Structure of bacterial phospholipid transporter MlaFEDB with substrate bound

Elife. 2020 Nov 25;9:e62518. doi: 10.7554/eLife.62518.

Abstract

In double-membraned bacteria, phospholipid transport across the cell envelope is critical to maintain the outer membrane barrier, which plays a key role in virulence and antibiotic resistance. An MCE transport system called Mla has been implicated in phospholipid trafficking and outer membrane integrity, and includes an ABC transporter, MlaFEDB. The transmembrane subunit, MlaE, has minimal sequence similarity to other transporters, and the structure of the entire inner-membrane MlaFEDB complex remains unknown. Here, we report the cryo-EM structure of MlaFEDB at 3.05 Å resolution, revealing distant relationships to the LPS and MacAB transporters, as well as the eukaryotic ABCA/ABCG families. A continuous transport pathway extends from the MlaE substrate-binding site, through the channel of MlaD, and into the periplasm. Unexpectedly, two phospholipids are bound to MlaFEDB, suggesting that multiple lipid substrates may be transported each cycle. Our structure provides mechanistic insight into substrate recognition and transport by MlaFEDB.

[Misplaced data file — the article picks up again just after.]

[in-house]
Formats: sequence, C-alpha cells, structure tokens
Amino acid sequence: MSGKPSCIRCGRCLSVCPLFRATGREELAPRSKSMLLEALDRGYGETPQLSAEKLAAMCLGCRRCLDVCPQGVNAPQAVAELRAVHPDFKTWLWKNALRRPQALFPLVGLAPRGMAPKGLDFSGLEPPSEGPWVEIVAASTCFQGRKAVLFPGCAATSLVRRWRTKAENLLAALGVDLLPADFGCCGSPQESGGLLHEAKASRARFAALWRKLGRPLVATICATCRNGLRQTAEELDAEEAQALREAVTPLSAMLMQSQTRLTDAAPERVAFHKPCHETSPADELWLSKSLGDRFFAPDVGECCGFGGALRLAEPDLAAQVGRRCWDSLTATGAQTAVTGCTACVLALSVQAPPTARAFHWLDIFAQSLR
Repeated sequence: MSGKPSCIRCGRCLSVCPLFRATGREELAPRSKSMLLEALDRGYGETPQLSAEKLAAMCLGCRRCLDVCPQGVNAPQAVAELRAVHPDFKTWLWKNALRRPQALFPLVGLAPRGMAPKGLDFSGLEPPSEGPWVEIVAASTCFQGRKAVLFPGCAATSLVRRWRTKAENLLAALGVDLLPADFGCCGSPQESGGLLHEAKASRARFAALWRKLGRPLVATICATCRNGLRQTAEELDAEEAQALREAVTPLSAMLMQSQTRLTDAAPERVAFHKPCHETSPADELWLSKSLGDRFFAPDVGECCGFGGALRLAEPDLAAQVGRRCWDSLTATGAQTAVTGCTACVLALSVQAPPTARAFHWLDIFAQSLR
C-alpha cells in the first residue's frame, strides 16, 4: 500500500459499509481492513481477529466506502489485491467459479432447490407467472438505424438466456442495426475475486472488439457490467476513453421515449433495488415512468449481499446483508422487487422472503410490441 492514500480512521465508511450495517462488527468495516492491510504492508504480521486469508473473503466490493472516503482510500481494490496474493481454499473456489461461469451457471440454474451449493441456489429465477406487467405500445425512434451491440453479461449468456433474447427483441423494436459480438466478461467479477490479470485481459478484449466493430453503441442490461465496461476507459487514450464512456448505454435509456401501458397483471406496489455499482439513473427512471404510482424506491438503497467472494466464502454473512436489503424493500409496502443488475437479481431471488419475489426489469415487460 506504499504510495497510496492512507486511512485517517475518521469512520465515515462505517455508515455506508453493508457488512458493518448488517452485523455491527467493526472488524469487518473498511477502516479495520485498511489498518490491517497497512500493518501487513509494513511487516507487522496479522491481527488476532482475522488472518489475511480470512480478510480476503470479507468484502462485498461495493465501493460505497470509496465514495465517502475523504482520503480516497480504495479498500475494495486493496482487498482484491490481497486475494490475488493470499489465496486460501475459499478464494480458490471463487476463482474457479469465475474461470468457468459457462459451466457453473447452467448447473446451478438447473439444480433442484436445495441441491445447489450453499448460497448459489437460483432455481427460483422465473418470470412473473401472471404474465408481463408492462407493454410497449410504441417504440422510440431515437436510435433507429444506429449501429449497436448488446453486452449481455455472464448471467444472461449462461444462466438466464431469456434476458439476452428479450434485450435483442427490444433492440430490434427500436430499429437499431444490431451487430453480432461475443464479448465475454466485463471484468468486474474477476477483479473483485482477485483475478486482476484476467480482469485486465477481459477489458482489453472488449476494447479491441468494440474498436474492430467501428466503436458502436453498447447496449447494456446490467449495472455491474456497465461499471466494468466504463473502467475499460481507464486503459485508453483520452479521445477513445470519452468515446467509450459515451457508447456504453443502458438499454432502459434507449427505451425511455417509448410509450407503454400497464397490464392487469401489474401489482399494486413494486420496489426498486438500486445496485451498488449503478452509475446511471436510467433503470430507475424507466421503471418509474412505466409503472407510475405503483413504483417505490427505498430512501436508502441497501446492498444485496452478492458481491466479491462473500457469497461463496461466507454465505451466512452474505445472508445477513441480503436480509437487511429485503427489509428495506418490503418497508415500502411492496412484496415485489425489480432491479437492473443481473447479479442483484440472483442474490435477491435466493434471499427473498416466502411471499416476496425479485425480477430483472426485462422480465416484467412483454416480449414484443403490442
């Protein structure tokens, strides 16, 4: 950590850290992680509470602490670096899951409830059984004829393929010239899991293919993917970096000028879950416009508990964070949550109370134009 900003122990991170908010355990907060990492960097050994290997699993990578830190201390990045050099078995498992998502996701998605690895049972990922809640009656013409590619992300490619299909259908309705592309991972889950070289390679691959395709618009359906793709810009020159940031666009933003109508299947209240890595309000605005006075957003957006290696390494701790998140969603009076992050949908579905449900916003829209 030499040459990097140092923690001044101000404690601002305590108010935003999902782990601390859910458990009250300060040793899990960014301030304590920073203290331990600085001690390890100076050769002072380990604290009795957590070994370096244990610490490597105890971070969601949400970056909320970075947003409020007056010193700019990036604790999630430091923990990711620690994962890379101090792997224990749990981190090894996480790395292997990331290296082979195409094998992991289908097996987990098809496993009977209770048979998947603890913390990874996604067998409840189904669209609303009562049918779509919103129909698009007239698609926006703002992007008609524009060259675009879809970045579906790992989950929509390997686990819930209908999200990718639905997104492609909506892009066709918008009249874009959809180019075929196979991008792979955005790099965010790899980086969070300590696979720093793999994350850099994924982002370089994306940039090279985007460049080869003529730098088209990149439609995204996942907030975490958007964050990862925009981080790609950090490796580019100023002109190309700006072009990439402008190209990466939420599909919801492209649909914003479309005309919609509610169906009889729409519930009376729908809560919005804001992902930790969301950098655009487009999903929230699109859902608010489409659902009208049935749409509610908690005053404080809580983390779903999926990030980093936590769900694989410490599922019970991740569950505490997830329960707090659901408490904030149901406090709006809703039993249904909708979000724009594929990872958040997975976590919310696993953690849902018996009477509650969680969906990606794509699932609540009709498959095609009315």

Keywords: E. coli; bacterial outer membrane; cryo-EM; lipid transport; mla pathway; molecular biophysics; structural biology.

Publication types

  • Research Support, N.I.H., Extramural
  • Research Support, Non-U.S. Gov't

MeSH terms

  • ATP-Binding Cassette Transporters / chemistry*
  • ATP-Binding Cassette Transporters / metabolism
  • ATP-Binding Cassette Transporters / ultrastructure*
  • Bacterial Outer Membrane / chemistry
  • Bacterial Outer Membrane / metabolism
  • Bacterial Outer Membrane / ultrastructure
  • Biological Transport, Active / physiology
  • Cryoelectron Microscopy
  • Escherichia coli
  • Escherichia coli Proteins / chemistry*
  • Escherichia coli Proteins / metabolism
  • Escherichia coli Proteins / ultrastructure*
  • Protein Conformation

Substances

  • ATP-Binding Cassette Transporters
  • Escherichia coli Proteins